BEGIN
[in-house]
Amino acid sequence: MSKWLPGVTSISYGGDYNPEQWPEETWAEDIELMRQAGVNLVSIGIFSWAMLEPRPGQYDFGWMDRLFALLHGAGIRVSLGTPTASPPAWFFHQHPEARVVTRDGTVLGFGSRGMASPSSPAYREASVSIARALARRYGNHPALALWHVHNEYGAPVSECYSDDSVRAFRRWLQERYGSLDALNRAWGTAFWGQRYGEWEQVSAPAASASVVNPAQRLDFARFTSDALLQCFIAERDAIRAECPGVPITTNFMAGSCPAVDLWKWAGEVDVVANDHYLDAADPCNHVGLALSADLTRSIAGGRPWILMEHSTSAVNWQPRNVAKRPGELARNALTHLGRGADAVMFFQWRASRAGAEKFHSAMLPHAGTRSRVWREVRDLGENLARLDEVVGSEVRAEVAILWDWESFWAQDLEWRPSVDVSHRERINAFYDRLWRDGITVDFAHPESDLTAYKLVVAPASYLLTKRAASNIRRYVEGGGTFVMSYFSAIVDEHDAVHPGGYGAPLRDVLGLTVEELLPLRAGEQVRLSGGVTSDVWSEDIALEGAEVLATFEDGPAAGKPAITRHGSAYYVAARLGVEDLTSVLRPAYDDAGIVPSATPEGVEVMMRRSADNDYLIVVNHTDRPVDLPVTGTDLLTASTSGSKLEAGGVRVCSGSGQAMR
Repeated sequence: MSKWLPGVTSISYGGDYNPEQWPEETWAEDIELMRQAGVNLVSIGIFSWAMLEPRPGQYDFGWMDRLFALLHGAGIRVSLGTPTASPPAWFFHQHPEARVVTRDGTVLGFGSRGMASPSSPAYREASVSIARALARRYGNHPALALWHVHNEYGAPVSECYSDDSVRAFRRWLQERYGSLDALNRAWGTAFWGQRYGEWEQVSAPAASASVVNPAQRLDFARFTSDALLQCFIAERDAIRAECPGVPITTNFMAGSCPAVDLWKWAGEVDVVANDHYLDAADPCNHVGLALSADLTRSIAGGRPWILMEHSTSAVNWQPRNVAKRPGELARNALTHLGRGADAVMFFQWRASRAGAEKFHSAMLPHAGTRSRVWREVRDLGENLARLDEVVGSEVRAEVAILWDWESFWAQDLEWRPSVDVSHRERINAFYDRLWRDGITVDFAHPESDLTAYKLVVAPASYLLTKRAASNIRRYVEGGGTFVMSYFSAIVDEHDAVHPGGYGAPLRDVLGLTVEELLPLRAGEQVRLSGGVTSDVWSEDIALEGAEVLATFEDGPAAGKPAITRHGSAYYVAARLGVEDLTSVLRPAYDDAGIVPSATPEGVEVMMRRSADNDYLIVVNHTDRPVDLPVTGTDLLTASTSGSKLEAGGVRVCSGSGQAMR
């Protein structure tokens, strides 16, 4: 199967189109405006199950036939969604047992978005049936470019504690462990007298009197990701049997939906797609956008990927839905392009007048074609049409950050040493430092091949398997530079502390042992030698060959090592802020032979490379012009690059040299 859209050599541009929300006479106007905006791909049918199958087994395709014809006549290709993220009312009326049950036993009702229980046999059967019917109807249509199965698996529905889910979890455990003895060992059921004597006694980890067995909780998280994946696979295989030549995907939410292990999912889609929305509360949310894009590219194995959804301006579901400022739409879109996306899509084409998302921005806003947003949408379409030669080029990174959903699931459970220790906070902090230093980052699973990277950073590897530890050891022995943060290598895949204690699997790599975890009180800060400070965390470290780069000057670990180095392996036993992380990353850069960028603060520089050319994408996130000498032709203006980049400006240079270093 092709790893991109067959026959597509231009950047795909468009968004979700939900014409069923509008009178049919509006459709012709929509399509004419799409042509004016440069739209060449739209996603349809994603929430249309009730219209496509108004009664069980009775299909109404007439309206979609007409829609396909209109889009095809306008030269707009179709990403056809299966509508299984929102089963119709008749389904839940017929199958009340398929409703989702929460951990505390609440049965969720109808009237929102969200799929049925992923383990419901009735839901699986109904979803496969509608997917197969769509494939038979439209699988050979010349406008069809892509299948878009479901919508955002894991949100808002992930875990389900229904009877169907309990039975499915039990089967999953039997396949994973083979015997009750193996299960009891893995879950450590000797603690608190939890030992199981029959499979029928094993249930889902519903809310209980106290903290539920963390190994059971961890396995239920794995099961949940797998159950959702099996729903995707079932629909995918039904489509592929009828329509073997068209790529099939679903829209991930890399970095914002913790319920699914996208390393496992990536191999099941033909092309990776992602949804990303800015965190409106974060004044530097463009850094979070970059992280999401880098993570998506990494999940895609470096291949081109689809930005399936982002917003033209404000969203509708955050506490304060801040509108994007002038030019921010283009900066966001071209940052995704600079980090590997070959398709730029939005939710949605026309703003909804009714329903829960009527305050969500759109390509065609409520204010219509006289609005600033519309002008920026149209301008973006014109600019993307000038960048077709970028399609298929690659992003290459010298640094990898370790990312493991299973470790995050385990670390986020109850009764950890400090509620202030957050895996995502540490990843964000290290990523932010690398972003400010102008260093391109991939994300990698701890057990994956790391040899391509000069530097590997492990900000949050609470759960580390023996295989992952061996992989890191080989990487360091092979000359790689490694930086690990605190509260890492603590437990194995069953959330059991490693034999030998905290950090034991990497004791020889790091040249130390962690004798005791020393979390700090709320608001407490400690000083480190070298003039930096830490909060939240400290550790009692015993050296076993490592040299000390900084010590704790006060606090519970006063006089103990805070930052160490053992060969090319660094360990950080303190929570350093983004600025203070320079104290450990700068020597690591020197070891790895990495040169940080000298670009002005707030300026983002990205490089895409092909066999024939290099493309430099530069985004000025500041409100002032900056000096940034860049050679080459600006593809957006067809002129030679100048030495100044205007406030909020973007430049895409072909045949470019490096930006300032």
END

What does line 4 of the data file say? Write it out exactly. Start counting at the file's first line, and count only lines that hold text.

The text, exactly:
């Protein structure tokens, strides 16, 4: 199967189109405006199950036939969604047992978005049936470019504690462990007298009197990701049997939906797609956008990927839905392009007048074609049409950050040493430092091949398997530079502390042992030698060959090592802020032979490379012009690059040299 859209050599541009929300006479106007905006791909049918199958087994395709014809006549290709993220009312009326049950036993009702229980046999059967019917109807249509199965698996529905889910979890455990003895060992059921004597006694980890067995909780998280994946696979295989030549995907939410292990999912889609929305509360949310894009590219194995959804301006579901400022739409879109996306899509084409998302921005806003947003949408379409030669080029990174959903699931459970220790906070902090230093980052699973990277950073590897530890050891022995943060290598895949204690699997790599975890009180800060400070965390470290780069000057670990180095392996036993992380990353850069960028603060520089050319994408996130000498032709203006980049400006240079270093 092709790893991109067959026959597509231009950047795909468009968004979700939900014409069923509008009178049919509006459709012709929509399509004419799409042509004016440069739209060449739209996603349809994603929430249309009730219209496509108004009664069980009775299909109404007439309206979609007409829609396909209109889009095809306008030269707009179709990403056809299966509508299984929102089963119709008749389904839940017929199958009340398929409703989702929460951990505390609440049965969720109808009237929102969200799929049925992923383990419901009735839901699986109904979803496969509608997917197969769509494939038979439209699988050979010349406008069809892509299948878009479901919508955002894991949100808002992930875990389900229904009877169907309990039975499915039990089967999953039997396949994973083979015997009750193996299960009891893995879950450590000797603690608190939890030992199981029959499979029928094993249930889902519903809310209980106290903290539920963390190994059971961890396995239920794995099961949940797998159950959702099996729903995707079932629909995918039904489509592929009828329509073997068209790529099939679903829209991930890399970095914002913790319920699914996208390393496992990536191999099941033909092309990776992602949804990303800015965190409106974060004044530097463009850094979070970059992280999401880098993570998506990494999940895609470096291949081109689809930005399936982002917003033209404000969203509708955050506490304060801040509108994007002038030019921010283009900066966001071209940052995704600079980090590997070959398709730029939005939710949605026309703003909804009714329903829960009527305050969500759109390509065609409520204010219509006289609005600033519309002008920026149209301008973006014109600019993307000038960048077709970028399609298929690659992003290459010298640094990898370790990312493991299973470790995050385990670390986020109850009764950890400090509620202030957050895996995502540490990843964000290290990523932010690398972003400010102008260093391109991939994300990698701890057990994956790391040899391509000069530097590997492990900000949050609470759960580390023996295989992952061996992989890191080989990487360091092979000359790689490694930086690990605190509260890492603590437990194995069953959330059991490693034999030998905290950090034991990497004791020889790091040249130390962690004798005791020393979390700090709320608001407490400690000083480190070298003039930096830490909060939240400290550790009692015993050296076993490592040299000390900084010590704790006060606090519970006063006089103990805070930052160490053992060969090319660094360990950080303190929570350093983004600025203070320079104290450990700068020597690591020197070891790895990495040169940080000298670009002005707030300026983002990205490089895409092909066999024939290099493309430099530069985004000025500041409100002032900056000096940034860049050679080459600006593809957006067809002129030679100048030495100044205007406030909020973007430049895409072909045949470019490096930006300032």